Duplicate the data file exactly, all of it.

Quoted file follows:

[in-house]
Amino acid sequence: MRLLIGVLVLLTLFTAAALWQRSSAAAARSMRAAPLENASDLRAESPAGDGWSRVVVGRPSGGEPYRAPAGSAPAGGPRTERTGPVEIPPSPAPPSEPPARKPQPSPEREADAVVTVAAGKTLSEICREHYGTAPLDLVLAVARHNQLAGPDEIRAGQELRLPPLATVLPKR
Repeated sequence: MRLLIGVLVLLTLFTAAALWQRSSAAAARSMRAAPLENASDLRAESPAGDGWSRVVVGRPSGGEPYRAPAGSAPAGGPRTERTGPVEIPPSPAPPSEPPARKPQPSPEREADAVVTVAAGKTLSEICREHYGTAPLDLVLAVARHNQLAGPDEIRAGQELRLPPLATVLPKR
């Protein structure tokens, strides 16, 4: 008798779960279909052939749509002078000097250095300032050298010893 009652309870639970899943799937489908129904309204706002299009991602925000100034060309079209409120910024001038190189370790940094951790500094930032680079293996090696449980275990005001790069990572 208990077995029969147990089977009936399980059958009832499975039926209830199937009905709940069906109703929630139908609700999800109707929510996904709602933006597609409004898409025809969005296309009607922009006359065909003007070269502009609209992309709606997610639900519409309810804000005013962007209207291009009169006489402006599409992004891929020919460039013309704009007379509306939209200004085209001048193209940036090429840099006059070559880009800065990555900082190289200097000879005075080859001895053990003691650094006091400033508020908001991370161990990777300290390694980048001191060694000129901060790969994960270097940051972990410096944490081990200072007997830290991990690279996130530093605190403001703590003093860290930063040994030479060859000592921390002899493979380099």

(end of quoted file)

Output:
[in-house]
Amino acid sequence: MRLLIGVLVLLTLFTAAALWQRSSAAAARSMRAAPLENASDLRAESPAGDGWSRVVVGRPSGGEPYRAPAGSAPAGGPRTERTGPVEIPPSPAPPSEPPARKPQPSPEREADAVVTVAAGKTLSEICREHYGTAPLDLVLAVARHNQLAGPDEIRAGQELRLPPLATVLPKR
Repeated sequence: MRLLIGVLVLLTLFTAAALWQRSSAAAARSMRAAPLENASDLRAESPAGDGWSRVVVGRPSGGEPYRAPAGSAPAGGPRTERTGPVEIPPSPAPPSEPPARKPQPSPEREADAVVTVAAGKTLSEICREHYGTAPLDLVLAVARHNQLAGPDEIRAGQELRLPPLATVLPKR
């Protein structure tokens, strides 16, 4: 008798779960279909052939749509002078000097250095300032050298010893 009652309870639970899943799937489908129904309204706002299009991602925000100034060309079209409120910024001038190189370790940094951790500094930032680079293996090696449980275990005001790069990572 208990077995029969147990089977009936399980059958009832499975039926209830199937009905709940069906109703929630139908609700999800109707929510996904709602933006597609409004898409025809969005296309009607922009006359065909003007070269502009609209992309709606997610639900519409309810804000005013962007209207291009009169006489402006599409992004891929020919460039013309704009007379509306939209200004085209001048193209940036090429840099006059070559880009800065990555900082190289200097000879005075080859001895053990003691650094006091400033508020908001991370161990990777300290390694980048001191060694000129901060790969994960270097940051972990410096944490081990200072007997830290991990690279996130530093605190403001703590003093860290930063040994030479060859000592921390002899493979380099």